It was supposed to be just a regular weekend game of golf for three friends, until they came upon a strange scenario – a snake in the process of eating a green iguana whole.
‘When we got towards a green the iguana’s head was in the snake’s mouth and by the time we finished playing the hole it had half of it in its mouth and then it dragged it off into the bushes,’ said local resident James Robinson, who witnessed the spectacle on Britannia Golf Course on Saturday afternoon with friends Keith Nicholson and Rob Holmes.
‘I was gob-smacked. My friends didn’t believe me until they saw it,’ said Mr. Robinson, who took photos of the snake swallowing the iguana on his phone, which are now circulating via email.
He estimated the snake to be about two metres in length.
It turns out that the snake is a unique indigenous sub-species.
‘It’s a Cayman Racer, which is endemic,’ explained Director of the Department of Environment Gina Ebanks-Petrie.
While she said she was quite surprised to see the photos of the snake swallowing the iguana, she said there is certainly no cause for alarm and the snake is non-venomous.
‘It’s definitely a local snake. The iguana is obviously not local and we’re glad something is eating them because to be honest they are turning into a bit of a nuisance,’ she said.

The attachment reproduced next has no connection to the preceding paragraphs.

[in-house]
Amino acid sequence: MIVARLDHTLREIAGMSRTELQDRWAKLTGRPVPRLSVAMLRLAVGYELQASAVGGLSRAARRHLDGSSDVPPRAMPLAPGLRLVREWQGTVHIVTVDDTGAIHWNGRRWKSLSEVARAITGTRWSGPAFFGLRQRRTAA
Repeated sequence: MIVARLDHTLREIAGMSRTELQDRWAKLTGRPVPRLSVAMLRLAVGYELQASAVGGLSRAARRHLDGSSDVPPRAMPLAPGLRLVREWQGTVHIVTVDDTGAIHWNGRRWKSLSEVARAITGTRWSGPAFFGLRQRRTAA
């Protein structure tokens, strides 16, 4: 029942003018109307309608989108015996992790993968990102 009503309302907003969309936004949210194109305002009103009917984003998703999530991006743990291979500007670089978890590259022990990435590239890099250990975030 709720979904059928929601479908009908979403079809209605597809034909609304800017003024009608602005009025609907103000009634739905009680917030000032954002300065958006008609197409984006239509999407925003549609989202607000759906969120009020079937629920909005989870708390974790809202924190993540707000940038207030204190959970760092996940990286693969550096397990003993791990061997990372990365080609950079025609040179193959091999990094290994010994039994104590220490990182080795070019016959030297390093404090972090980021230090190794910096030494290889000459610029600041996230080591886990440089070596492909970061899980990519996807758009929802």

Mrs. Ebanks-Petrie explained that the Racer is found nowhere else in the world. In fact, unique subspecies of the Racer are present on each of the three Islands.
‘They can get up to four to five feet long and can look quite scary,’ she said.
‘They flatten their head as a defence response so they can resemble a cobra.’
However, she emphasised that the Cayman Racer snake is not dangerous and poses absolutely no threat to people.
‘They tend to be quite shy,’ she said.
Senior Research Officer with the DoE Mat DaCosta-Cottam said that the one pictured looks to be as large as any he has seen – maybe larger.
‘We usually see them much smaller than this, maybe two feet in length. Many are killed by cats and dogs, and run over when they are still young, so very few survive to reach this large size.’
Mrs. Ebanks-Petrie noted DoE believes the population does not appear to be in any trouble.
‘We want to make sure we don’t lose them because they are a special sub-species that only we have,’ she said.